Here is the latest “Skinny on Real Estate” real-time residential real estate update. The goal of this is to keep you updated on the So Cal market based on information gathered from the major aspects of our industry during this unprecedented time. Most importantly, we hope you and those close to you are healthy and safe!! 

Market Update– 

After two rough weeks of very little sales activity across the board in So Cal, sales volume positively picked up this week. We had some multiple offer situations in our Westside and South Bay offices in the $1.5M to $3M range. Some of the multiples were solely based on virtual tours without any in-person showings. The market has had such poor inventory for a long time that even under these circumstances, we still have solid buyer demand. 

That said, the leverage the seller’s enjoyed pre-COVID-19 has given way to a much more balanced market. The early indications from deals in-escrow with contingencies removed or deals that recently went under contract, home prices are down about 5-10% depending on the price point and location. Properties priced under $1M in good locations are faring the best while the higher end (over $3.5M) is seeing the bigger discounts…but we are still seeing high-end deals closing (Prince Harry and Megan Merkle spent around $15M for a property in Malibu- off-market) and plenty of calls/e-mails inquiring about luxury properties.

At this point (still early to make these assumptions), despite such strong economic turmoil, some real estate economists feel property values won’t take much more than a 10%-12% hit as long as we see shelter In place orders easing in So Cal by the end of May. Under that scenario, a strong 4th quarter of 2020 is projected with home values beginning to inch back up. The combination of continued expected low rates and strong buyer demand for a scarce product are the key factors in this analysis.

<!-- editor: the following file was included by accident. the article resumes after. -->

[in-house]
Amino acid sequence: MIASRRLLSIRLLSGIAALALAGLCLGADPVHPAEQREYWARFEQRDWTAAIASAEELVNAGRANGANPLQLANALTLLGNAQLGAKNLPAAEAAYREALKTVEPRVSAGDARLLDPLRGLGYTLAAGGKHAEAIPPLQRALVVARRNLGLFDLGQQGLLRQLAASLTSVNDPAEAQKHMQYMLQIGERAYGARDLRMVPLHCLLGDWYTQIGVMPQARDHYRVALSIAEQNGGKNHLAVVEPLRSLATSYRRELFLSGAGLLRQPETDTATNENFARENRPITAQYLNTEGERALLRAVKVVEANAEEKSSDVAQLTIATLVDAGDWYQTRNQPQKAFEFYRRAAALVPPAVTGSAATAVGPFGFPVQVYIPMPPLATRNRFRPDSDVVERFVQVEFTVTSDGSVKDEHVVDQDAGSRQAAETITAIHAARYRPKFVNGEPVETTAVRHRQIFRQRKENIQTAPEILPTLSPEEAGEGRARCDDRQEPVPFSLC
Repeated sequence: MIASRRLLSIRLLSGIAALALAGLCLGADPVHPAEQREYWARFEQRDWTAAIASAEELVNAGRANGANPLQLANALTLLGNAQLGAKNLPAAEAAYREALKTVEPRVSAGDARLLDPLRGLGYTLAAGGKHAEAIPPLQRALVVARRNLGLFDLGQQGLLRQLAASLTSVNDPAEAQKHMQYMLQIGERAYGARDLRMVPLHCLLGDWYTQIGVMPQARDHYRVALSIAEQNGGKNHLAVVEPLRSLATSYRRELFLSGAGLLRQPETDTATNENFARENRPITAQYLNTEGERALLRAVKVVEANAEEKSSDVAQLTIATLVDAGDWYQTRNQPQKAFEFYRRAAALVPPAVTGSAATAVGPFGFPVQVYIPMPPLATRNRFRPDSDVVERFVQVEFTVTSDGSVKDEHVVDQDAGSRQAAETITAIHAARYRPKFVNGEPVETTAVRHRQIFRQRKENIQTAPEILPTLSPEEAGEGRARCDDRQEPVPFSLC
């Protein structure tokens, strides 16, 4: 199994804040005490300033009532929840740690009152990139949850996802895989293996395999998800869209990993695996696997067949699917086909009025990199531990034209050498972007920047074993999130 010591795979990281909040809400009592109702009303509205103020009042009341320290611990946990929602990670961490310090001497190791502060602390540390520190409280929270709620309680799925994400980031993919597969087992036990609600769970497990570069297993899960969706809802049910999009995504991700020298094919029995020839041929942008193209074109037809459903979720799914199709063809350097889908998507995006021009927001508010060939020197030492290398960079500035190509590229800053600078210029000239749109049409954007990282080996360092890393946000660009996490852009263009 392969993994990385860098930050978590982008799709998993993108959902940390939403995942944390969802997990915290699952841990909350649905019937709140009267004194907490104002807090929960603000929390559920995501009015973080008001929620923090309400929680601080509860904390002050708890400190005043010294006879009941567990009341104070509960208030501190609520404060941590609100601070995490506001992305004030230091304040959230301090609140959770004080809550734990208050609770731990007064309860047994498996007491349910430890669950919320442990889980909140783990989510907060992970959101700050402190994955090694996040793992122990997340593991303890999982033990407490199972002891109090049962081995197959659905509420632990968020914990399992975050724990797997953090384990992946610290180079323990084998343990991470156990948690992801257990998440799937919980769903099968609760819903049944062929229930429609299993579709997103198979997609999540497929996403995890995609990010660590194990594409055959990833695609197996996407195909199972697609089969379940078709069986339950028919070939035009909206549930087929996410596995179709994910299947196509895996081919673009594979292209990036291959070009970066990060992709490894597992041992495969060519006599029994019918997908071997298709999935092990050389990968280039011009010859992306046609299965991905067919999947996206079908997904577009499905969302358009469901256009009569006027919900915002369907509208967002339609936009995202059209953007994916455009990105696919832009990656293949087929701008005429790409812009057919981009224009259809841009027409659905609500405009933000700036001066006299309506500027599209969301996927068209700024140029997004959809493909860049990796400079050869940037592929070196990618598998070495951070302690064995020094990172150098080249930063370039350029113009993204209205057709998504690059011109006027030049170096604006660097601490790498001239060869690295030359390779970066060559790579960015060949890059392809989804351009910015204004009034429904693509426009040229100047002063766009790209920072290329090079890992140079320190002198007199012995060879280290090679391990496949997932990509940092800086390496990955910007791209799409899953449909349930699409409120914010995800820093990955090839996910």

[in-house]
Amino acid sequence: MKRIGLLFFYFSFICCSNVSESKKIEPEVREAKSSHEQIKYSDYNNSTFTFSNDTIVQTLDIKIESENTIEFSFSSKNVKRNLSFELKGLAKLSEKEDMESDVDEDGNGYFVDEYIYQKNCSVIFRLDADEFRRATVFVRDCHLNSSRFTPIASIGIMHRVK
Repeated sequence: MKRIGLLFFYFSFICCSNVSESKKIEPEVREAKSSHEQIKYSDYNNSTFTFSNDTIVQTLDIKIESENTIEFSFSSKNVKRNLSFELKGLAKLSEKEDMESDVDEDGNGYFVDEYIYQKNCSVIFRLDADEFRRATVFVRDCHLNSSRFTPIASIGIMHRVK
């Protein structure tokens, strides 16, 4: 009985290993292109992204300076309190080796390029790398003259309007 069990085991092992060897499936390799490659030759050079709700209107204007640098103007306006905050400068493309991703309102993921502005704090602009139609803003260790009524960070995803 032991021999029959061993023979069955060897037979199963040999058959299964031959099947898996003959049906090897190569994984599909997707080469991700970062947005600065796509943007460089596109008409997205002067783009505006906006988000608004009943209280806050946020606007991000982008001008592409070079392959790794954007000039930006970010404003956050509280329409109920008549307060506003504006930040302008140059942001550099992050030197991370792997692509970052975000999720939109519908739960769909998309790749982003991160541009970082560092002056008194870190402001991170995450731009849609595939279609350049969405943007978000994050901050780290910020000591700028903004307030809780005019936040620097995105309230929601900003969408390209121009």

A survey of active luxury real-estate agents found about 45% of the respondents felt homes valued above $3M would drop 10-15% in value, 35% state a decline of 5-10% with about 15% stating prices will be similar to pre SIP orders. 

A few weeks ago, Compass Westside offices were reporting that new listings were off about 30% compared to this time last year. We have seen that increase to 50%. However, quite a few e-mails are circulating amongst agents about inventory that will hit the market in June and that is when we expect listing volume to dramatically increase.


Interest rates are holding steady on new purchases. 30-year jumbo loan rates are in the low to mid 3% range with the 7/10 year ARM in the 2.55% to 2.85% range. 

Be careful when asking for a loan forbearance if you don’t really need one, especially if you may be in the market to purchase a home in the next 12 months or looking to refinance. It could create some headaches for a loan approval.  Also, if you have a HELOC and could be using that money in the next few years, you should think about getting that money out. Some banks have started freezing access to that money which could become universal fairly quickly under the current economic environment. 

Most of the major lenders are not going above 80% LTV on new purchases. 

Nationally, about two million homeowners missed their monthly mortgage payments, a number which is expected to rise further. Approximately 3.74% of home loans were in forbearance Refinance rates are still holding higher than expected due to the backlog of files in the system but we expect these rates to drop. 

Loan Article-Mortgage rates drop to 30-year low


New title orders (i.e.- preliminary title reports are typically ordered when a property goes under contract), were down over 50%-60% in the previous two weeks. This was a stronger week with title openings appearing to be off in the 35-50% range. 

California is getting closer to allowing virtual notary signings. An announcement on this and the procedures that need to be followed is expected in the next few weeks. 

Here are a few links to information/articles you may find useful- 

Chase stops accepting HELOC applications

Why the housing market is not as doomed as you may think

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